Don’t cry for me Argentina

Don’t cry for me Argentina

Three days in Buenos Aires at the time of uncertainty over whether Argentina would declare its economy in default or not, was interesting. What was surprising was that nobody in Argentina cares about the consequences, writes Prince Michael of Liechtenstein.

There was something else. Everybody is waiting for President Cristina Fernandez de Kirchner’s term in office to end in October 2015. So why does nobody care about the default and why is everybody waiting for President Kirchner to leave office?

Cristina Kirchner’s late husband, Nestor Kirchner, was elected Argentine president in 2003. A president can only serve for two terms of four years, so in order to prolong the family's rule Nestor Kirchner did not run for a second term. He stepped aside for his wife Cristina Kirchner to be elected president in 2007.

His intention was to seek re-election as president after her. But the plan was scuppered when he died in 2010 and his widow was re-elected for her second presidential term in 2011.

Eva Peron, the charismatic and highly popular wife of three-times President Juan Peron (1946–1952, 1952–1955, 1973–1974), was celebrated in the musical Evita. Eva Peron died while first lady aged 33 and the highlight of the musical is her famous song ‘Dont cry for me Argentina’. Christina Kirchner’s ambition was to be a second Eva Peron.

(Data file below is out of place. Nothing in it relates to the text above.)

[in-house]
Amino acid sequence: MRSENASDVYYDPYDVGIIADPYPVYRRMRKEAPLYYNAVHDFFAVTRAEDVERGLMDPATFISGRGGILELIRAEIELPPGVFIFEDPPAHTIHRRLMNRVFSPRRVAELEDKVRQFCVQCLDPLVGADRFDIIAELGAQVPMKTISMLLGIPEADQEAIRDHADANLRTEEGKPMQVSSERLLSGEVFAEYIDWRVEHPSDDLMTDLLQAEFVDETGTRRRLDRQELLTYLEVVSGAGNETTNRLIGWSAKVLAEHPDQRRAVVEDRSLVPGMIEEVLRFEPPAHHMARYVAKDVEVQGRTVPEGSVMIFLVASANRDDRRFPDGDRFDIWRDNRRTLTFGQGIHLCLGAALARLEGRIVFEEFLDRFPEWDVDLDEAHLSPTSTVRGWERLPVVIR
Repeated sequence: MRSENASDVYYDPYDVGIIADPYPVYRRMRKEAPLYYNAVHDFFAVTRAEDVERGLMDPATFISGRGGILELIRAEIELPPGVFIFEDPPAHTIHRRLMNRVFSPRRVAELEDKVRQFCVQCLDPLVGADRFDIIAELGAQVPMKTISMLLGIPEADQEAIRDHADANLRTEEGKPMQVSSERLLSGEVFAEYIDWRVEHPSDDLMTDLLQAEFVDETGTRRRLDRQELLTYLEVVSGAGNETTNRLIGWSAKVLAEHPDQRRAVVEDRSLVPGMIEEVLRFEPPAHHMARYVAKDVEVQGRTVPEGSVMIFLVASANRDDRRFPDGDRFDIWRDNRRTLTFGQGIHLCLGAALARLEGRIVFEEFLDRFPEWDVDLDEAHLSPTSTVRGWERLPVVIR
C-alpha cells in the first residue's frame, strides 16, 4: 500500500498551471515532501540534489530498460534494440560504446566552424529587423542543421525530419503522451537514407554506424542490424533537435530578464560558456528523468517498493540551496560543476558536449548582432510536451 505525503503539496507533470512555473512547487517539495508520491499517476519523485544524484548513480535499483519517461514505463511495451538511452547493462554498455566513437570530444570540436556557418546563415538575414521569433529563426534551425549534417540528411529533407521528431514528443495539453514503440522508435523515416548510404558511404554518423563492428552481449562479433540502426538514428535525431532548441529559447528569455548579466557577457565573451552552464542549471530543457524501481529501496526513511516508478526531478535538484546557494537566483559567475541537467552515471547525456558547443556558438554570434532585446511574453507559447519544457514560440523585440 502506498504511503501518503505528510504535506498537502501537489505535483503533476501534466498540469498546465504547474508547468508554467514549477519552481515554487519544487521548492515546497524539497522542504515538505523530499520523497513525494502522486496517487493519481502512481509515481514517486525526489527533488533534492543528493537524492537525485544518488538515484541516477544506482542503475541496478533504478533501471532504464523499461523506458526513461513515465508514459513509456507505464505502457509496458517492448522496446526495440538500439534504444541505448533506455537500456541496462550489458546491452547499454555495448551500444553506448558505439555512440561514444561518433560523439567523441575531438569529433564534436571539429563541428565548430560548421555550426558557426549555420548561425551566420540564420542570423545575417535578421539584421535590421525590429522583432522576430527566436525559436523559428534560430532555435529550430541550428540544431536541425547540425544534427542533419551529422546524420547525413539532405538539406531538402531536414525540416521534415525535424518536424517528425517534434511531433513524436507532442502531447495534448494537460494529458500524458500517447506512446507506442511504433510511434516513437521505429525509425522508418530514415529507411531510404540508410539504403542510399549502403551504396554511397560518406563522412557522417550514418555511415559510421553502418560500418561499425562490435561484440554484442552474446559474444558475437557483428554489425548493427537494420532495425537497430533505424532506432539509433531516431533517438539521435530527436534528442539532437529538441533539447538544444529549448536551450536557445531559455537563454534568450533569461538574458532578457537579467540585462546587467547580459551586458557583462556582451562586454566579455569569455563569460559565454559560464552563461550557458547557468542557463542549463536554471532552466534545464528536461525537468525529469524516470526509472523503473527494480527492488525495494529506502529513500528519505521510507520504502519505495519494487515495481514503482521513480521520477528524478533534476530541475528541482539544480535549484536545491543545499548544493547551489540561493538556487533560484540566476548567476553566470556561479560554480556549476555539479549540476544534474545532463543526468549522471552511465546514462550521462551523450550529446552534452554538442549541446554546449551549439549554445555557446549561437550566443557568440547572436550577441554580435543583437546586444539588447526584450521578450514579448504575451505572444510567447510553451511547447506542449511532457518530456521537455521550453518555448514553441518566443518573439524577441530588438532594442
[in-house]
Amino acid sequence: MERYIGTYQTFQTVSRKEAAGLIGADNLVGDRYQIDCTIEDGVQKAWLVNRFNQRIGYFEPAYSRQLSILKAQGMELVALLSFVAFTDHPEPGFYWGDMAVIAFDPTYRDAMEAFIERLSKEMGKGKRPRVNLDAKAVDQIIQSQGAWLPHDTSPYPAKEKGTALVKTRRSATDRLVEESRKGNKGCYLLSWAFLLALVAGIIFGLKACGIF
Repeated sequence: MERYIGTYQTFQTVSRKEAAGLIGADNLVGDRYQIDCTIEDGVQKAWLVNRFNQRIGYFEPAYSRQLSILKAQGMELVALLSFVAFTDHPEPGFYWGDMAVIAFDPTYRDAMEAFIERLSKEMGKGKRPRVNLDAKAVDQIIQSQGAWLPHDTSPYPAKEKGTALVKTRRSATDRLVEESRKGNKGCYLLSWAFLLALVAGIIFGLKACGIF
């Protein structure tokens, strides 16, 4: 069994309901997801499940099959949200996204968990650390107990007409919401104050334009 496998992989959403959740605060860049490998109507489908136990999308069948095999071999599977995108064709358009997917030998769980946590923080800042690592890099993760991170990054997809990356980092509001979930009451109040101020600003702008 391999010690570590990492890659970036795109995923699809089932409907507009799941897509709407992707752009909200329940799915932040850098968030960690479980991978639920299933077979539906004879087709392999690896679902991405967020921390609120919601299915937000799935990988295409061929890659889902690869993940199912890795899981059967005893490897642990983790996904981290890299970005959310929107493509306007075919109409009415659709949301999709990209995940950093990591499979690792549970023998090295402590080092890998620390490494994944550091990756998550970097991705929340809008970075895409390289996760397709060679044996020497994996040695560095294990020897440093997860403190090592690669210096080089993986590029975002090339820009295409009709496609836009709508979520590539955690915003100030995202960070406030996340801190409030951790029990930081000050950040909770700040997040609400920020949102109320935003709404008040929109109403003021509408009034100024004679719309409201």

The Kirchners rule in Argentina has been left-wing, populist and quite authoritarian. Their typical left-wing politics have seen nepotism rewarded within her party and policies favouring nationalisation, price control and government meddling in business. Corruption has flourished and investments have stopped resulting in high inflation levels.

Inflation has ruined savings and pensions and led to increased poverty among the elderly. Under-employment, where people are employed below their skill levels, is high. The official unemployment figures appear reasonable as artificial jobs have been created by the administration. This is a truly negative achievement in a country which could be one of the richest in the world.

Optimism for the future is growing as people can see an end to President Kirchner’s rule. New economic activity is being held back until she has gone.

It is this hope and expectation which overlays concerns about government default, which nobody really expected to happen.

Argentina’s economic problems - inflation and under-employment - are so substantial that the risk of default is almost ignored by most people. And default is not necessarily detrimental to the country's economy, as GIS expert, Professor Enrico Colombatto explained in his report How bail-in, bailout, and no economic rescue for countries will work in future’.

Although it is not known what a future government will do, one thing is certain - Argentina will not cry for the Kirchners.

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